By Heidi Pashman from shape.com
Welp, I did it! The NYC Marathon was Sunday, and I am officially a finisher. My marathon hangover is slowly but surely wearing off thanks to lots of rest, compression, ice baths, and idleness. And while I thought I was so prepared for the big day, I definitely learned a few things about the race.
1. It is loud. There are people screaming, cheering, and yelling the entire way. And then there are bands playing, people singing, and more people yelling. Forget about going into that meditative running state—for me, it was nearly impossible. For all the stimulus on my body (i.e. the constant pounding), there was just as much stimulus on my head and ears.
2. Sprinting to the start line isn’t the best way to start. I was assigned to be on the last ferry from Manhattan to Staten Island. Then, because I decided to wait in the 45-minute bathroom line at the ferry station, I almost missed the bus to the start line. So I sprinted to get there. And again when the bus arrived at the start and we were warned we could miss the corral close. Fun times before running 26.2 miles.
3. Security is alive and well. The start line was bordered with counter terrorism NYPD policemen. Check out my Instagram for a pic.
4. The view from the Verrazano-Narrows Bridge is AH-mazing. None of the other views are that great. Besides the finish line of course.
5. There’s a stripping act for the first two miles. I was doing high knees at some points because of all the discarded jackets, vests, and shirts on the ground during miles one and two. Talk about danger zones.
6. You might high-five every hand in NYC. I did. And then I popped energy chews into my mouth with bare hands. Gross.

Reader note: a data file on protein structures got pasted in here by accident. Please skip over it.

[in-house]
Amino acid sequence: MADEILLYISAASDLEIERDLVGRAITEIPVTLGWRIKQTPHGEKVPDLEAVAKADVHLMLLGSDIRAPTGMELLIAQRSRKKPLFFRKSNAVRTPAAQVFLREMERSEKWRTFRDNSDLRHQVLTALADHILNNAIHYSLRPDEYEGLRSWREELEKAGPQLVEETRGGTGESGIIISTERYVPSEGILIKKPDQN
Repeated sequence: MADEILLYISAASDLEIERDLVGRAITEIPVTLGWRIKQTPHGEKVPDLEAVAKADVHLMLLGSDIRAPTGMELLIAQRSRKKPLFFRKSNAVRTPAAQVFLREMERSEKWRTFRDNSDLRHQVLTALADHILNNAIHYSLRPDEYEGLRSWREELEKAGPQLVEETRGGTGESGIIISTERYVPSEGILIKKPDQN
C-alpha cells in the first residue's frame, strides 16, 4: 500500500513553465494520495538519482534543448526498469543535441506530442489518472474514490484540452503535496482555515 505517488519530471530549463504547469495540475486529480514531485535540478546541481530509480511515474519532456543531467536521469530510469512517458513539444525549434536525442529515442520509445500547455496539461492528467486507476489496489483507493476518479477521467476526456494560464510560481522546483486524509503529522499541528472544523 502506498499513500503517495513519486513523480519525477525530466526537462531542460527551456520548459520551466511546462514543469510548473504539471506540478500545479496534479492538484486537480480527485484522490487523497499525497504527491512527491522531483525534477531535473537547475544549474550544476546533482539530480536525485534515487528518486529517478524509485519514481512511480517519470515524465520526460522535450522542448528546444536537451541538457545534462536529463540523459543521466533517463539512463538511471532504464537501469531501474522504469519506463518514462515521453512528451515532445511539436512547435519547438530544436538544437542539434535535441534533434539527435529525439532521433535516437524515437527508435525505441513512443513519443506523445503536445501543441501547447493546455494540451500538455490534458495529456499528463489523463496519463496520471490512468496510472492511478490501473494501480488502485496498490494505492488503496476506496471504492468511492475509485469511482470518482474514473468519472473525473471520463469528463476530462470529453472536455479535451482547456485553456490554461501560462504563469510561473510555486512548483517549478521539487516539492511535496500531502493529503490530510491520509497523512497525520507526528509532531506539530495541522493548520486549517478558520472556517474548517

7. First Avenue makes you feel like you’re in the greatest parade on earth. And you’re the star. But as soon as that feeling wears off, you can’t wait to get to Central Park—and then you realize you have another borough to run to and through.
8. The Bronx is the worst. Jokes aside, I thought about stopping many times between miles 20 to 26.2. I did have to stop and stretch myself out on Willis Avenue Bridge, a.k.a. the Bridge of Annoyance and Pain, because my legs were cramping up a storm.
9. Almost the entire stretch of Brooklyn is a steady incline. That was a fun surprise.
10. It’s hard to spot the people you know cheering for you. I knew of a couple of people stationed throughout the course, and while I did see most of them, it was only because they shouted at me (or in one case, my very determined friend Sara ran after me onto the course and got my attention that way…I’m not advising this, but it was very effective). However it’s just so chaotic, it’s best not to count on seeing them.
11. No name on your shirt? No problem. I forgot to put my name on my shirt, but that didn’t stop people from cheering me on: “HEY, PINK VEST! YAAAAAAAAA.”
12. Forget about listening to music the whole way. Did I mention how loud it is? Although I cranked up my volume all the way, at some points I couldn’t hear my tunes in my earbuds over the roar of the crowd.
13. Two words: banana stations. Whoever thought handing out bananas to a stampede of runners was a good idea clearly didn’t think about the implications of banana peels. (Um, hello!) I almost slipped a few times while simultaneously yelling “Bananas!” in warning to the other runners.
14. You might get angry at the crowd. I’m kind of ashamed of this, but I won’t lie—I got downright mad at some of my fans. One time someone screamed at me around mile 24, “You can finish!” and I thought, “Do I look like I might not?? How rude!” At another point, someone yelled, “YOU GOT THIS!” when I was really struggling, and I was like, “HEY, you try running 26.2 miles and see if you’ve got it!”